Reviews Manchester Published 31 January 2014


Royal Exchange ⋄ 23rd January - 15th February 2014

Cold dark matter.

John Murphy

Blindsided marks the third time – following Punk Rock and On The Shore Of The Wide World – that Simon Stephens has collaborated with the Royal Exchange’s joint Artistic Director Sarah Frankcom, and it demonstrates the  strength of their creative relationship.

Like Punk Rock, the play is set in Stephens’ native Stockport, and charts the explosive relationship between Cathy Meyer, a troubled, unstable teenage mother, and cocky, ne’er do well John Connolly, paying particular attention to the impact their entanglement has on Cathy’s family, on both her mother, Susan, and her baby daughter, Ruthie. Cathy’s passion is full of teenage heat, but John’s eye is a roving one and when she discovers that he’s cheated on her,  her response and revenge is pretty horrific.

Frankcom is an excellent director of actors, particularly of young performers and here she draws an absolutely electrifying turn from Katie West as Cathy, who accentuates her character’s naivety, while also exploring her darker side, digging deep. Her initial meeting with John – played with a swagger by Andrew Sheridan – is utterly compelling; they prowl round each other, sizing each other up, and there’s stiff, uneasy, almost Pintery quality to the way the couple  deliver their lines, a weirdness, an artifice,  an aura of menace and foreboding.

West and Sheridan have real chemistry, and Julie Hesmondhalgh – in her first theatrical role since her moving departure from Coronation Street – is superb as Cathy’s mother, her character a world away from that of the mousy Hayley Cropper, steely and determined, a woman capable of moments of quite devastating cruelty, yet beneath this veneer, there’s some genuine maternal affection at play; at heart she’s a mother trying to the best by her daughter and grandchild.

The play rather neatly spans 18 years of Conservative government, from Margaret Thatcher’s election in 1979 to New Labour’s election victory in 1997, although the political aspect remains in the background. There are a few obvious laughs – “Tony Blair – he could be alright”, a character comments at one point – and there are definite parallels to be drawn between the couple’s first heady flush of love and the way their initial feelings of optimism are replaced with a sense of betrayal.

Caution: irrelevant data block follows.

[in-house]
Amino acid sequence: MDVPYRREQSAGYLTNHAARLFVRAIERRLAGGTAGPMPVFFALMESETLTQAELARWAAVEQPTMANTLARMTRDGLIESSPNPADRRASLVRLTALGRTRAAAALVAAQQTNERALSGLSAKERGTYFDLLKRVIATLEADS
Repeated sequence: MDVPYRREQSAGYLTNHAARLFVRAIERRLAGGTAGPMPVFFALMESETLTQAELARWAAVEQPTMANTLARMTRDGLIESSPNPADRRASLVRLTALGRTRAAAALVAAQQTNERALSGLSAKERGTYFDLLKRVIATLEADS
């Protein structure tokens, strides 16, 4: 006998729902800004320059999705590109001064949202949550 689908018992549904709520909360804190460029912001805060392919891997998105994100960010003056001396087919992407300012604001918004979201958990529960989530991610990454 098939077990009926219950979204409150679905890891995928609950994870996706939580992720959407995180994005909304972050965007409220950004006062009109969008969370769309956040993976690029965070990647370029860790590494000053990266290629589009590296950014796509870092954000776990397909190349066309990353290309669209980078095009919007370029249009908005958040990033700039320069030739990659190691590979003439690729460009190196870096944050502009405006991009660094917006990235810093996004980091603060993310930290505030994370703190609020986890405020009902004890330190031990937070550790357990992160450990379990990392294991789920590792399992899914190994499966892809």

After an engaging build-up, the play falters in its final scenes, shifting forwards in time to the late-nineties. Cathy has moved to the Isle of Man and is rebuilding her life, with Hesmondhalgh taking on the role of her daughter’s older self, It just about works, as she’s a very fine actress, but it’s also jarring as West has so completely inhabited the character of Cathy up until this point.

Affecting, if bleak, Blindsided is a tricky thing – it’s very difficult to like any of the characters, not that this is an issue, per se, but it does colour your response to the play. It’s an intense, at times brilliant, piece of work, but it’s Katie West’s astonishing performance that’s likely to leave the deepest impression.


John Murphy

John is the former editor of, and current contributor to, musicOMH. He lives in Sheffield, in the shadow of the famous Crucible and Lyceum theatres, and also reviews in nearby Leeds and Manchester. John is also a huge fan of stand-up comedy, and can be often be found in one of Sheffield's comedy clubs, laughing like a madman.

Blindsided Show Info

Directed by Sarah Frankcom

Written by Simon Stephans

Cast includes Katie West, Andrew Sheridan, Julie Hesmondhalgh, Rebecca Callard,




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